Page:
He takes his cue from Sheldon Wolin’s description of Tocqueville “between two worlds,” the aristocratic and the democratic. Native American culture was in its way aristocratic, and its destruction induced in Tocqueville the same pangs as the erosion of aristocracy in France. The inert and depressed prisoners in Philadelphia’s Eastern State Penitentiary could not stir his feelings; the bedraggled Cherokee he encountered in Memphis on their “trail of tears” to their new home in Oklahoma did.


Tocqueville described himself afterward as having become a “half- Yankee.” He was an unlikely enthusiast for American democracy. He was an aristocrat from a very old Norman family; his ancestors had fought alongside William the Conqueror in 1066. His existence was a stroke of luck: his parents narrowly escaped the guillotine during the last days of the Terror in the summer of 1794. Numerous relatives, including grandparents and cousins, both male and female, had perished.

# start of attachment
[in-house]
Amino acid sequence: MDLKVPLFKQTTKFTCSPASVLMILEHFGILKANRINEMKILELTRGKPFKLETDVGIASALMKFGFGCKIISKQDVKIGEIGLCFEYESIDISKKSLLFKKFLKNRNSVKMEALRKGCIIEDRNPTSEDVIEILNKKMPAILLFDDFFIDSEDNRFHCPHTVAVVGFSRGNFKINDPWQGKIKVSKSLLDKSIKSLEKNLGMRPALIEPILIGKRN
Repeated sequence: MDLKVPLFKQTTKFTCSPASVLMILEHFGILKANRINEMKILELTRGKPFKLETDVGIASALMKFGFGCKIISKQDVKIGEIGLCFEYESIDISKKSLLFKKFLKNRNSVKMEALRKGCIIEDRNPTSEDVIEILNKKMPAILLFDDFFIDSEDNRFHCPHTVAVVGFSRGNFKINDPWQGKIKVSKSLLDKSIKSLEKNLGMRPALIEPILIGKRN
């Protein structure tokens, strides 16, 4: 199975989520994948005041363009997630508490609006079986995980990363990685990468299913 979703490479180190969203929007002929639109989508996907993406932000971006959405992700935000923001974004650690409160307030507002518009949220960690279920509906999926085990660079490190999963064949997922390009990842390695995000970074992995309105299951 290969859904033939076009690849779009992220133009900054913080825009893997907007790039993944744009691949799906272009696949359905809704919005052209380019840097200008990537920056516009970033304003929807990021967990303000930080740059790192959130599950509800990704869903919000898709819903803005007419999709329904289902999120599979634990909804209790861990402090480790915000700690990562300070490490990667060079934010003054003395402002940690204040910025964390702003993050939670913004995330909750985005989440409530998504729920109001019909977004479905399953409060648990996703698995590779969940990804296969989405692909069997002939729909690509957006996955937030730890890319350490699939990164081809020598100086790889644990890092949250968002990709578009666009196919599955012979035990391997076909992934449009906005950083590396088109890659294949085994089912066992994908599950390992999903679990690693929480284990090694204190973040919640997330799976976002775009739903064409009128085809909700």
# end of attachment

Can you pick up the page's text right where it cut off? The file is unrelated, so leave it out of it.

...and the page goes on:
Tocqueville’s father, Hervé, was the only male survivor of his immediate family. His mother’s health never recovered; she bore three sons of whom Alexis was the youngest, but was plagued by migraines and nervous ailments, and died in her fifties. His father was made of sterner stuff; after the defeat of Napoleon and the return of the Bourbon monarchy, he occupied a series of administrative jobs, culminating in 1826 in the much-sought-after post of prefect of the department of Seine-et-Oise, based in Versailles. He had little time to enjoy it; first he was made a peer, which meant the end of his career as an administrator, then the Revolution of 1830 evicted the Bourbons and brought in Louis-Philippe, which put an end to his political career in the House of Peers.